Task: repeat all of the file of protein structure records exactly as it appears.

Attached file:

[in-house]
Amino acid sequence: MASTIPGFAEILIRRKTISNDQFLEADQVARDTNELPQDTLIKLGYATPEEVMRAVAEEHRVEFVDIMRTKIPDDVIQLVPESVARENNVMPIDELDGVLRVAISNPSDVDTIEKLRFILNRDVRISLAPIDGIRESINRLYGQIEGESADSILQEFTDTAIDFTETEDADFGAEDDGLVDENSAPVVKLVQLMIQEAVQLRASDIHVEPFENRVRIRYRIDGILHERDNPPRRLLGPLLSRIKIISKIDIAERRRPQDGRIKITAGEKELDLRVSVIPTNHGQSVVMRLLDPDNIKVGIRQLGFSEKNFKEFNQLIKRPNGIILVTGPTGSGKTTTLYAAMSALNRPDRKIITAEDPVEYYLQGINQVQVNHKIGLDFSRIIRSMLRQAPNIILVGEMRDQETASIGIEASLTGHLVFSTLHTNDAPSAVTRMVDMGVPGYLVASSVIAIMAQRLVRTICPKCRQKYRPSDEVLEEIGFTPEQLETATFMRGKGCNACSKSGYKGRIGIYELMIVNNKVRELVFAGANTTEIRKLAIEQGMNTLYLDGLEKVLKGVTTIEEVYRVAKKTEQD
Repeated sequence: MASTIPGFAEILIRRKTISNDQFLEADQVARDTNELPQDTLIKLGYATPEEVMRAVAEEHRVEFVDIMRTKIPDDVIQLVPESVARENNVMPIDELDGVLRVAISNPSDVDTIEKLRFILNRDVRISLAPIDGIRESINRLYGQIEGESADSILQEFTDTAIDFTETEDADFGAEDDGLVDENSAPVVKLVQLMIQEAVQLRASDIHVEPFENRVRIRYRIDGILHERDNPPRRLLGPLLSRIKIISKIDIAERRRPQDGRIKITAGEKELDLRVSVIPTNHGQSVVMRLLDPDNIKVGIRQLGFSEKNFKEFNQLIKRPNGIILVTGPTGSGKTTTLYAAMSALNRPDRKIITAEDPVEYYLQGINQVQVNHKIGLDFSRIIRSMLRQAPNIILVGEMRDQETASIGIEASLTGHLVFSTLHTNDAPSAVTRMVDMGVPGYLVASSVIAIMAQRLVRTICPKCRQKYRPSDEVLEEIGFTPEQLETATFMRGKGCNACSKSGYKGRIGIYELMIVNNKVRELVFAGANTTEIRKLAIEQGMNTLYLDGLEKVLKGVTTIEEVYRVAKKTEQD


[in-house]
Amino acid sequence: MASTIPGFAEILIRRKTISNDQFLEADQVARDTNELPQDTLIKLGYATPEEVMRAVAEEHRVEFVDIMRTKIPDDVIQLVPESVARENNVMPIDELDGVLRVAISNPSDVDTIEKLRFILNRDVRISLAPIDGIRESINRLYGQIEGESADSILQEFTDTAIDFTETEDADFGAEDDGLVDENSAPVVKLVQLMIQEAVQLRASDIHVEPFENRVRIRYRIDGILHERDNPPRRLLGPLLSRIKIISKIDIAERRRPQDGRIKITAGEKELDLRVSVIPTNHGQSVVMRLLDPDNIKVGIRQLGFSEKNFKEFNQLIKRPNGIILVTGPTGSGKTTTLYAAMSALNRPDRKIITAEDPVEYYLQGINQVQVNHKIGLDFSRIIRSMLRQAPNIILVGEMRDQETASIGIEASLTGHLVFSTLHTNDAPSAVTRMVDMGVPGYLVASSVIAIMAQRLVRTICPKCRQKYRPSDEVLEEIGFTPEQLETATFMRGKGCNACSKSGYKGRIGIYELMIVNNKVRELVFAGANTTEIRKLAIEQGMNTLYLDGLEKVLKGVTTIEEVYRVAKKTEQD
Repeated sequence: MASTIPGFAEILIRRKTISNDQFLEADQVARDTNELPQDTLIKLGYATPEEVMRAVAEEHRVEFVDIMRTKIPDDVIQLVPESVARENNVMPIDELDGVLRVAISNPSDVDTIEKLRFILNRDVRISLAPIDGIRESINRLYGQIEGESADSILQEFTDTAIDFTETEDADFGAEDDGLVDENSAPVVKLVQLMIQEAVQLRASDIHVEPFENRVRIRYRIDGILHERDNPPRRLLGPLLSRIKIISKIDIAERRRPQDGRIKITAGEKELDLRVSVIPTNHGQSVVMRLLDPDNIKVGIRQLGFSEKNFKEFNQLIKRPNGIILVTGPTGSGKTTTLYAAMSALNRPDRKIITAEDPVEYYLQGINQVQVNHKIGLDFSRIIRSMLRQAPNIILVGEMRDQETASIGIEASLTGHLVFSTLHTNDAPSAVTRMVDMGVPGYLVASSVIAIMAQRLVRTICPKCRQKYRPSDEVLEEIGFTPEQLETATFMRGKGCNACSKSGYKGRIGIYELMIVNNKVRELVFAGANTTEIRKLAIEQGMNTLYLDGLEKVLKGVTTIEEVYRVAKKTEQD